Multivitamins are no magic bullet panacea

March 2, 2009 By Jodi Mailander Farrell

We've been told for years that popping a multivitamin will make us healthier and prolong our lives, but a major study recently found that daily multivitamins don't make a difference in the rate of breast or colon cancer, heart attack, stroke, blood clots or mortality.

What you should know:

• Don't toss your pills - yet: The study, part of the government-funded Women's Health Initiative, is well-respected, but it was on 161,808 postmenopausal women and the follow-up time was about eight years. Critics say the results shouldn't be generalized to rest of the population and that eight years may not be enough time to see an effect. The study doesn't apply to pregnant women or people who take vitamins because they have a deficiency in, say, vitamin D or other important nutrients.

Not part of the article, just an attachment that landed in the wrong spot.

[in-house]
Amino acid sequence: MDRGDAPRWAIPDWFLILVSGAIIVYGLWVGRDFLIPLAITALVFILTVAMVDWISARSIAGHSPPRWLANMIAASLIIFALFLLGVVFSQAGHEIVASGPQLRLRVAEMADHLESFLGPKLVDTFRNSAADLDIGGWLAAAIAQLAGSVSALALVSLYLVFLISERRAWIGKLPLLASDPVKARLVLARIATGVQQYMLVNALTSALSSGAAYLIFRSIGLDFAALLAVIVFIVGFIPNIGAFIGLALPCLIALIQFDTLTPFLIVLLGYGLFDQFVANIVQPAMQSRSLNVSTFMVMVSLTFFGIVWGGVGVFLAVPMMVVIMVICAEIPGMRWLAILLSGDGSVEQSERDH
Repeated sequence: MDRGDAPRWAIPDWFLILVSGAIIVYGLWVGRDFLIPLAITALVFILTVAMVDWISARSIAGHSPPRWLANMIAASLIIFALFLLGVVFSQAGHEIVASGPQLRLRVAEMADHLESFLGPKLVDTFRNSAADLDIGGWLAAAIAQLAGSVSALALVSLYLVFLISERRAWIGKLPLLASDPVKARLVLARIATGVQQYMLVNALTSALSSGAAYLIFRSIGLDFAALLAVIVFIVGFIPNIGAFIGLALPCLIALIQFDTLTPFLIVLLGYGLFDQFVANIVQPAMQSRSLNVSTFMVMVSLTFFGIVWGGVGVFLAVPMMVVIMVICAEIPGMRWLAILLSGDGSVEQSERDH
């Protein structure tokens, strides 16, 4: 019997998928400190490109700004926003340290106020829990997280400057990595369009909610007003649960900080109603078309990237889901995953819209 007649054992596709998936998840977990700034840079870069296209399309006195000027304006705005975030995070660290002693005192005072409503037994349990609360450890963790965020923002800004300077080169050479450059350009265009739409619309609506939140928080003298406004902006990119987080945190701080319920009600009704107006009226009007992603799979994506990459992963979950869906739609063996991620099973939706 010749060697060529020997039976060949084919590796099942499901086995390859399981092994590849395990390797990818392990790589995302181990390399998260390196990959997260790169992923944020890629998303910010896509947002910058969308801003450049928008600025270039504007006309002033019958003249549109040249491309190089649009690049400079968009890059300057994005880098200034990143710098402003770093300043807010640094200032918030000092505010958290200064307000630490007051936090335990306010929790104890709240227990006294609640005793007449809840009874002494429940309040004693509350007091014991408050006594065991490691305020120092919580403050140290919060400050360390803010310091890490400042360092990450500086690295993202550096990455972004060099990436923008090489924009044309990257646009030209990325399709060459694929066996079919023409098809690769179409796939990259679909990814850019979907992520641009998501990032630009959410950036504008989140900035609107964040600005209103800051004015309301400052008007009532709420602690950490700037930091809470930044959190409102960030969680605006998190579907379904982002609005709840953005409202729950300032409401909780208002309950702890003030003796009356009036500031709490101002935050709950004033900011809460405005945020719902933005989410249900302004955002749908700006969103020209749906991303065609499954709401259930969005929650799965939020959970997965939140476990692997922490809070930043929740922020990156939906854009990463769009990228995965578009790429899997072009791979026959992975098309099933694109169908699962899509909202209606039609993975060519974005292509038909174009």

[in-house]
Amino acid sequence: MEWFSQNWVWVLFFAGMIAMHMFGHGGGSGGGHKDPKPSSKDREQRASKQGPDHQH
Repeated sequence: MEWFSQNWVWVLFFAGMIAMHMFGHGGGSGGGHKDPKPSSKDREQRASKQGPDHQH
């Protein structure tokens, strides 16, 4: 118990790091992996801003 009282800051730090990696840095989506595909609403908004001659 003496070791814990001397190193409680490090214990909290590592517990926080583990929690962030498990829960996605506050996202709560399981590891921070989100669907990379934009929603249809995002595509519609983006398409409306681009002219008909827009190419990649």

• Don't run out and buy them, either: The National Institutes for Health in 2006 concluded that evidence supporting the benefits and even the safety of multivitamin and mineral supplements is limited and inconclusive. Scientists suspect the benefits of a healthy diet come from eating whole fruits and vegetables, not the individual vitamins in them. They're beginning to study whether high doses of whole-food extracts can replicate the benefits.

• Bottom line: Health doesn't come in a pill. The lead researcher in this latest study says people should buy fruit and veggies, not multivitamins.

• Learn more: Keep an eye on The Stanford Nutrition Studies Program, which has ongoing studies on the health benefits of everything from supplements like Omega-3 fatty acids and ginkgo biloba extract to soy milk and garlic, at


(c) 2009, The Miami Herald.
Visit The Miami Herald Web edition on the World Wide Web at
Distributed by McClatchy-Tribune Information Services.

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